Learning More with Less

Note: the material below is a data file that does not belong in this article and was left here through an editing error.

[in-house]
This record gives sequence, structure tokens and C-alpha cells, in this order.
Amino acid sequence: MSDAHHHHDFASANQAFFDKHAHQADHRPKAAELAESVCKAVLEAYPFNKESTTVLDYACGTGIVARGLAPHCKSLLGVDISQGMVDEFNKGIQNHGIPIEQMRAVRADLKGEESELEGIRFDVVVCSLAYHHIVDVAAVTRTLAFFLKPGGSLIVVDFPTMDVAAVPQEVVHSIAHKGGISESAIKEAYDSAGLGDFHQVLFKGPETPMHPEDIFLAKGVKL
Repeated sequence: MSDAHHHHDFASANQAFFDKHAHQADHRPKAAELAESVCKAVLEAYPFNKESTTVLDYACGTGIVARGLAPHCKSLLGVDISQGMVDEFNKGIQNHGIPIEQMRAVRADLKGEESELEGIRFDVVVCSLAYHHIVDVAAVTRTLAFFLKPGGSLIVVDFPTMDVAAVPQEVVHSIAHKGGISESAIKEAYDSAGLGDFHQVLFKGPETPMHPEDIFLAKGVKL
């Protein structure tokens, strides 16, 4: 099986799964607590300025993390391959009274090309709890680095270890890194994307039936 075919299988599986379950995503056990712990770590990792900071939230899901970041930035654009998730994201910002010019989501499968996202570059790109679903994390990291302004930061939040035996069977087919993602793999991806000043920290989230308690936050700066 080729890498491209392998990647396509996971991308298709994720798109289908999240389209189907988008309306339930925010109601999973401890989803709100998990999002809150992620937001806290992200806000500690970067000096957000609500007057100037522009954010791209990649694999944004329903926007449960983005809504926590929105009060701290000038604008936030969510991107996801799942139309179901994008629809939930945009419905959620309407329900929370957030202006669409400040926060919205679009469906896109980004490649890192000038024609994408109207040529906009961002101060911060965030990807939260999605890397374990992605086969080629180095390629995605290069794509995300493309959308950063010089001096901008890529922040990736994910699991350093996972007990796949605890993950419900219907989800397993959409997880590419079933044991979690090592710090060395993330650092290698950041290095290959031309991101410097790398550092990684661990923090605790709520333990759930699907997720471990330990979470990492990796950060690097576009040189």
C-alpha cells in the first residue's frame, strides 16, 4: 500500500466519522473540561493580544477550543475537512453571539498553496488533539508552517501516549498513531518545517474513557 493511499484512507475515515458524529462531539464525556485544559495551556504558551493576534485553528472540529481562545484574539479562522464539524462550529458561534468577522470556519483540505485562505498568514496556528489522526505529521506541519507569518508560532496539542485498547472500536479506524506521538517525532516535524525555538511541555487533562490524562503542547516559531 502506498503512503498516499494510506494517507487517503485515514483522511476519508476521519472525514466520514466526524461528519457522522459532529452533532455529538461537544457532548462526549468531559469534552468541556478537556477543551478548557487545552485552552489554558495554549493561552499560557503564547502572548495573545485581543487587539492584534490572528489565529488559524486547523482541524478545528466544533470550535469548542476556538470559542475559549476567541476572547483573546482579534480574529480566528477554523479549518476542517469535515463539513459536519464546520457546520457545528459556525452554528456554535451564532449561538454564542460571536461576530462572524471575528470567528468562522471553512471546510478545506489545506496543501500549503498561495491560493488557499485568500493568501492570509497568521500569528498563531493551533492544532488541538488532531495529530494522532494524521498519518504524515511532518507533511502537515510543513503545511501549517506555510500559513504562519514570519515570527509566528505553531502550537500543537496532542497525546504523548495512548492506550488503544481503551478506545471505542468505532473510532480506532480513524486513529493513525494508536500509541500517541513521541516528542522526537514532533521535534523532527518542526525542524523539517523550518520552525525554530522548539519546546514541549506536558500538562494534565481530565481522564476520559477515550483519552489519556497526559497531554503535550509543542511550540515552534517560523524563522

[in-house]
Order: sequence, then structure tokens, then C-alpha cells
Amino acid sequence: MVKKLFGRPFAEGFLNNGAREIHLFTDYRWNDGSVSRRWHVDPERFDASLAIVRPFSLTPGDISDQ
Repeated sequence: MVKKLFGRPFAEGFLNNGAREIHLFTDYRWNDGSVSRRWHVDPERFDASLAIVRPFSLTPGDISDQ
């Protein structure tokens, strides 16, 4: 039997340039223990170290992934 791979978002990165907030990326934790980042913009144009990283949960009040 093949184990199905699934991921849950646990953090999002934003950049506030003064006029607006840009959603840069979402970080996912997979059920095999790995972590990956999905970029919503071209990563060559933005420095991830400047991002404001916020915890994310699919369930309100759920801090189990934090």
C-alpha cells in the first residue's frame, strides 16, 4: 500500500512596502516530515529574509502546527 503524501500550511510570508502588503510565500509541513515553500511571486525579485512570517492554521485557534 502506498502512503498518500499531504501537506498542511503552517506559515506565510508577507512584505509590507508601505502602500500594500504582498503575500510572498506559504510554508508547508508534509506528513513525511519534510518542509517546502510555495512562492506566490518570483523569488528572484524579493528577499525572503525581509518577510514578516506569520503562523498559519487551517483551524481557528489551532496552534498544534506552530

From a data perspective that means we see conversational datasets that are highly contextual to a partner in the language they use and vary dramatically in size — both are situations of which would benefit from what has been demonstrated by ULMFiT.For this research we focus on answering the following:If I have a small, fixed budget for labeled examples, how much unlabeled domain-specific data do I have to collect to make effective use of transfer learning?We answered the above with an experiment that pairs with fast.ai’s like this: they used a large, fixed pool of domain data and varied the number of labeled examples to show how the model improved..We held the number of labeled examples constant and varied the amount of additional unlabeled domain examples..More formally, our experiment consists ofLanguage Modeling (variant)Language Task (invariant)Our language task, sentiment classification, is the same as the task in the original ULMFiT paper and uses the IMDB movie review dataset..We hold the number of labeled sentiment training examples to 500 across all experiments, a number we thought was attainable for many small domains and would help emphasize the differential lifting power of different language models.Our research in the context of the results from the original ULMFiT paper aboveFor language modeling, we vary the amount of domain data available to three alternative language models feeding into the language task:ULM Only: this is using Wikitext103 pre-trained English language modelDomain Only: a domain based language model trained only on IMDB dataULM + Domain: the ULMFiT modelTraining these models is computationally intense..At the largest domain sizes training can take a few days to complete on a typical work computer..To speed things up and to efficiently execute our experiment grid search in parallel we used FloydHub..(Additionally, the folks over at FloydHub keep their machines on the cutting edge, having both PyTorch v1 and fastai v1 capable GPU machines available almost immediately after they were released.)The ResultsAfter about 50 hours worth of intense GPU processing — but only 3 hours of wall clock time, thanks to FloydHub — we have our results!What we see above tells a clear story:Considering both broad language structures from the ULM and unlabeled domain text always leads to a major improvement — even when domain text is minimal.We can get 75% of the performance UMLFiT reported with 33% of the domain data.Amazingly, ULM + 2,000 domain examples reached nearly 85% language task prediction accuracy.Making Machine Learning Work for EveryoneAt Frame, we’re obsessed with transfer learning because it enables a collaborative approach to AI: We think NLP should be a tool that our users can work with to explore and express a view about their own data — not just a way of transmitting received wisdom from some other corpus..When you start from that point of view, the question is less “how much data can I aggregate to inform a generic model”, and more “what is the narrowest domain for which I can develop a useful, specialized model”..How can we target specific use cases, and work from day zero, regardless of the amount of available data?Our results confirm the value of the ULM+domain approach — it allows you to gracefully improve on specialized tasks as more unlabeled domain data becomes available..Moreover, we’ve shown the improvement comes rapidly, generating many of the learning benefits demonstrated in the ULMFiT paper with a fraction of the unlabeled data..Mapping how passively collected domain data improves our models helps us make informed decisions about when to surface domain-specific models, such as our neural tags — important both for our costs and our guidance to customers.This is great news for any company that delivers NLU data products based on emerging or rapidly evolving language domains..Shortening the time-to insight doesn’t just mean we can target narrower domains.. More details

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